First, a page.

States have yet to spend hundreds of millions of federal dollars to address COVID-related health disparities


This story was originally published by Kaiser Health News.

The Biden administration in March 2021 announced it was investing $2.25 billion to address COVID health disparities, the largest federal funding initiative designed specifically to help underserved communities hardest hit by the virus.

Two months later, the Centers for Disease Control and Prevention awarded grants to every state health department and 58 major city and county health agencies. The money is intended to help limit the spread of COVID-19 among those most at risk in rural areas and among racial and ethnic minority groups, as well as improve their health. The CDC initially said the grant had to be spent by May 2023, but earlier this year it told states they could ask to extend that deadline.

A year later – with COVID having killed 1 million people in the United States since the start of the pandemic and hospitalized millions more – little money has been used, according to a KHN review of about a dozen grants state and county agencies. While some states and localities have allocated a large portion of CDC money to projects, they have still spent only a small portion.

The Missouri Department of Health spent none of its $35.6 million. Wisconsin, Illinois and Idaho — whose state health departments each received between $27 million and $31 million — used less than 5% of their grants.

The Pennsylvania Department of Health has used about 6% of its nearly $27.7 million grant.

The California Department of Health spent just over 10% of its $32.5 million funding.

Public health agencies give a litany of reasons for this: They need time to hire people. They blame their state’s lengthy budget process. They say it takes time to work with nonprofits to set up programs or for them to put the money to use. They are already tapping into other federal dollars to address COVID disparities.

The rise in unspent COVID relief dollars is a major reason Republicans in Congress oppose Democrats’ efforts to appropriate billions of additional federal dollars to manage the pandemic.

The slow disbursement also highlights the ripple effects of years of neglect for public health systems and the boom and bust cycle of statutory funding. “These are investments that are overwhelming a system that has been starved for so long,” said Dr. Usama Bilal, assistant professor of epidemiology and biostatistics at Drexel University in Philadelphia.

Dr. Kirsten Bibbins-Domingo, chair of the department of epidemiology and biostatistics at the University of California, San Francisco, added that it is difficult for under-resourced public health systems battling a pandemic to establish links with local nonprofit organizations so quickly.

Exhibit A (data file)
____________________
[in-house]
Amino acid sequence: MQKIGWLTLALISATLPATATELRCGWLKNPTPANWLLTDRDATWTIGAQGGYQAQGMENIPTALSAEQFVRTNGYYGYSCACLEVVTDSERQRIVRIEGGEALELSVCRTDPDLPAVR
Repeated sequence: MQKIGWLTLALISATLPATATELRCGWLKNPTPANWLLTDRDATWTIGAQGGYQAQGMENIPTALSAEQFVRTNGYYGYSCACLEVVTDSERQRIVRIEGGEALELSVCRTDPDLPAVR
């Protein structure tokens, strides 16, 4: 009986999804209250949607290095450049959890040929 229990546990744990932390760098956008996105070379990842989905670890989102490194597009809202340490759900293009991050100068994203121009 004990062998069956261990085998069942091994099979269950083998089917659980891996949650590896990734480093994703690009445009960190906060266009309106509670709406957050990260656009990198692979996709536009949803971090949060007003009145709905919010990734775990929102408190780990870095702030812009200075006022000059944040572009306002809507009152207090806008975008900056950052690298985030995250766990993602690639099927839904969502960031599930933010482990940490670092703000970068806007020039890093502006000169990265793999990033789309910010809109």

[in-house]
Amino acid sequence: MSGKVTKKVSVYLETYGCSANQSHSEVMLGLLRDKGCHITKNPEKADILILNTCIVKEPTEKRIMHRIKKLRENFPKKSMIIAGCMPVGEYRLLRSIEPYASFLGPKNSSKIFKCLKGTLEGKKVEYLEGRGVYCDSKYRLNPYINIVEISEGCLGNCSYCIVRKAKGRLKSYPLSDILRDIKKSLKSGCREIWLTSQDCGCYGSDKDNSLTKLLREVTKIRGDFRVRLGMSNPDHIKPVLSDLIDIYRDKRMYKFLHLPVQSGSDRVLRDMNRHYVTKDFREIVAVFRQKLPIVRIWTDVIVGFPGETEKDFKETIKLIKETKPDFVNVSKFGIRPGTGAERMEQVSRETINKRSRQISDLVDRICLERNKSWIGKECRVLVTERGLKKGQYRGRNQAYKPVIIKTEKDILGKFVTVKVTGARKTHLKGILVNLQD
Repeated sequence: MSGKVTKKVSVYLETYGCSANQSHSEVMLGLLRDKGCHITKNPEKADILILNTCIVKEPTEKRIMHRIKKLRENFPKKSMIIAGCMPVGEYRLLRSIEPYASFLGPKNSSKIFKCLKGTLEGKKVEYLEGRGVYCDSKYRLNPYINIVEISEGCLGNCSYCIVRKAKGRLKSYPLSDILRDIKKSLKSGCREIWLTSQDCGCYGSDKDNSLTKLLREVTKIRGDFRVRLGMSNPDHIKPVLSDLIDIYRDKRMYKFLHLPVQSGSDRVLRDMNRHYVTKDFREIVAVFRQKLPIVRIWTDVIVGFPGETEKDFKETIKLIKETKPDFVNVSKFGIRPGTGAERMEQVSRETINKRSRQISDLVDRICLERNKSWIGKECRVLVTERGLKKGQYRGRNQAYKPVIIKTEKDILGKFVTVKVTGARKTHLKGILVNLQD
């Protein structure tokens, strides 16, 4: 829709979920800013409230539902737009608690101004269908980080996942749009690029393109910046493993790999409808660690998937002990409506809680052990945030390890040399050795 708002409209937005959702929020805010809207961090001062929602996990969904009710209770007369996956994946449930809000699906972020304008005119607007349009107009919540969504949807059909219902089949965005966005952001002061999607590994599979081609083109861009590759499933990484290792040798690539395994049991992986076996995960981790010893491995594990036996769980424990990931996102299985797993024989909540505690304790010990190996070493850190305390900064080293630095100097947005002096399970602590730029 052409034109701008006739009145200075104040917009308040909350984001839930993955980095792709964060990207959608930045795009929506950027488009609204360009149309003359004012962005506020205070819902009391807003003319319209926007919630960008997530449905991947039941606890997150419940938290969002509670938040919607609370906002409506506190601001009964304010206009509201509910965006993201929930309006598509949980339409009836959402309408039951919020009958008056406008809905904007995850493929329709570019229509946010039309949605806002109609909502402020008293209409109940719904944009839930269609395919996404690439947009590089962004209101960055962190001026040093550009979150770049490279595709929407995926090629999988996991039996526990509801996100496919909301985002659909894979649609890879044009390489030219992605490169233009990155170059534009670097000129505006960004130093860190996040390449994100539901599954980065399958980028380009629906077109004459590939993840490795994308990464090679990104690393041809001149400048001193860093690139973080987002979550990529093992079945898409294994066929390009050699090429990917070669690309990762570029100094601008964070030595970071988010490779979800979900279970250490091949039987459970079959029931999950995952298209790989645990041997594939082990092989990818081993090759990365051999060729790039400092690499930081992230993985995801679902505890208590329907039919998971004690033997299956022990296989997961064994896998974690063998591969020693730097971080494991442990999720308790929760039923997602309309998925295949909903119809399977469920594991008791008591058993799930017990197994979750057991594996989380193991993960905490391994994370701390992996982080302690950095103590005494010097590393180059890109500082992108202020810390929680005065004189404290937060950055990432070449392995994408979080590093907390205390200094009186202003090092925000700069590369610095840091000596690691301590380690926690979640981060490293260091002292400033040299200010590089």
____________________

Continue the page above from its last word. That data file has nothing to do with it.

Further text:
“The pandemic has brought these big health disparities to light, but it has also brought to light the fact that [public health systems] don’t have the structures in place to build direct partnerships with communities,” she said.

The funding is intended to reduce the disproportionate effect of the pandemic on minorities. When adjusting for age differences between racial and ethnic groups, black, Hispanic, and Native American communities experienced higher rates of COVID-related hospitalizations and deaths compared to whites. Such adjustments are necessary, the researchers say, because communities of color tend to be younger.

Despite the need to address these issues, the Riverside County Health Department in California spent approximately $700,000 on its $23.4 million grant, which is separate from state health department funds. .

“Public health has always been underfunded, and all of a sudden it’s a lot more money than we ever get,” said Wendy Hetherington, head of the agency’s public health program. . “It’s great that we got this funding because it’s needed, but we’re having a hard time trying to spend it.”

Part of the problem was that county health officials had to wait six months for local government approval to spend it. Then, she said, she faced delays in negotiating contracts with nonprofits in the area.

The pandemic has brought to light these large health disparities, but it has also brought to light the fact that (public health systems) do not have the structures in place to partner directly with communities.

– Kirsten Bibbins-Domingo, chair of the Department of Epidemiology and Biostatistics at the University of California, San Francisco

Stan Veuger, a senior fellow at the conservative American Enterprise Institute, echoed the concerns of Republican lawmakers, saying the slow rollout of these grants shows Congress has sent more pandemic relief than states and local governments have. needed it, as their tax revenues rebounded much faster than expected.